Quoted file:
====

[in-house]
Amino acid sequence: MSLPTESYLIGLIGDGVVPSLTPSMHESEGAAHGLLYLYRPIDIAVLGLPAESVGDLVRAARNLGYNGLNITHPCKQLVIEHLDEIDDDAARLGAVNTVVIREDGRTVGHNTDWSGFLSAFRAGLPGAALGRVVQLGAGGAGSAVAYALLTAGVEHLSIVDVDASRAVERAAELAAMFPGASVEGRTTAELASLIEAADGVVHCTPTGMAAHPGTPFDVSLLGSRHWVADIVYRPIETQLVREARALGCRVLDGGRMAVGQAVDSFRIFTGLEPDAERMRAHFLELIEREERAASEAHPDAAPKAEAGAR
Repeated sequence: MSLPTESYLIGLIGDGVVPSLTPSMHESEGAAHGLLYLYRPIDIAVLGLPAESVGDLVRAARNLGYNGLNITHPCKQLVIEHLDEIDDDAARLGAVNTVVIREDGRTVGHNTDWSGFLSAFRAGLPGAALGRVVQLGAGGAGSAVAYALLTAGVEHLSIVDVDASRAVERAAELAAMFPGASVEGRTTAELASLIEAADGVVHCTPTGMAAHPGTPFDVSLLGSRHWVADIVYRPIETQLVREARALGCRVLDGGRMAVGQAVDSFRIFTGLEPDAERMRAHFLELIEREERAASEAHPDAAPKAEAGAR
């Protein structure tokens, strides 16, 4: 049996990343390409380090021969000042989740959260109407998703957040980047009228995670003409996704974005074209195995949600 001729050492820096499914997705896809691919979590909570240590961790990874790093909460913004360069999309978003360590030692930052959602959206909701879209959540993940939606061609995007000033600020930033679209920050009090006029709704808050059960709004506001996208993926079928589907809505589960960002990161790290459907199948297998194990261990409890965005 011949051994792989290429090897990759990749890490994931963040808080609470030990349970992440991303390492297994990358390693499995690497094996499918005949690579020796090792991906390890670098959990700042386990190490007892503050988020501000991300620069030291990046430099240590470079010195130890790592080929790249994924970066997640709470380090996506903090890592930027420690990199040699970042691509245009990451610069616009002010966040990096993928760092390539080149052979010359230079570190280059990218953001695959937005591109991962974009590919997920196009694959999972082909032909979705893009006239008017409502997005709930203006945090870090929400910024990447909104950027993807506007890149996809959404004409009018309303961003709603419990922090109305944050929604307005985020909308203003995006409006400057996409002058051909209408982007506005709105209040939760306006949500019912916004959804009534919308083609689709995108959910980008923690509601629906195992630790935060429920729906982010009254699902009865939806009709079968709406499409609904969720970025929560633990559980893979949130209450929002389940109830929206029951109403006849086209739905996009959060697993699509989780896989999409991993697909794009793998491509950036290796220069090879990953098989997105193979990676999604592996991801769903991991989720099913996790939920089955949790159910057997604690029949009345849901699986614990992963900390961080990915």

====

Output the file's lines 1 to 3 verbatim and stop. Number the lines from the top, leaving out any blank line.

[in-house]
Amino acid sequence: MSLPTESYLIGLIGDGVVPSLTPSMHESEGAAHGLLYLYRPIDIAVLGLPAESVGDLVRAARNLGYNGLNITHPCKQLVIEHLDEIDDDAARLGAVNTVVIREDGRTVGHNTDWSGFLSAFRAGLPGAALGRVVQLGAGGAGSAVAYALLTAGVEHLSIVDVDASRAVERAAELAAMFPGASVEGRTTAELASLIEAADGVVHCTPTGMAAHPGTPFDVSLLGSRHWVADIVYRPIETQLVREARALGCRVLDGGRMAVGQAVDSFRIFTGLEPDAERMRAHFLELIEREERAASEAHPDAAPKAEAGAR
Repeated sequence: MSLPTESYLIGLIGDGVVPSLTPSMHESEGAAHGLLYLYRPIDIAVLGLPAESVGDLVRAARNLGYNGLNITHPCKQLVIEHLDEIDDDAARLGAVNTVVIREDGRTVGHNTDWSGFLSAFRAGLPGAALGRVVQLGAGGAGSAVAYALLTAGVEHLSIVDVDASRAVERAAELAAMFPGASVEGRTTAELASLIEAADGVVHCTPTGMAAHPGTPFDVSLLGSRHWVADIVYRPIETQLVREARALGCRVLDGGRMAVGQAVDSFRIFTGLEPDAERMRAHFLELIEREERAASEAHPDAAPKAEAGAR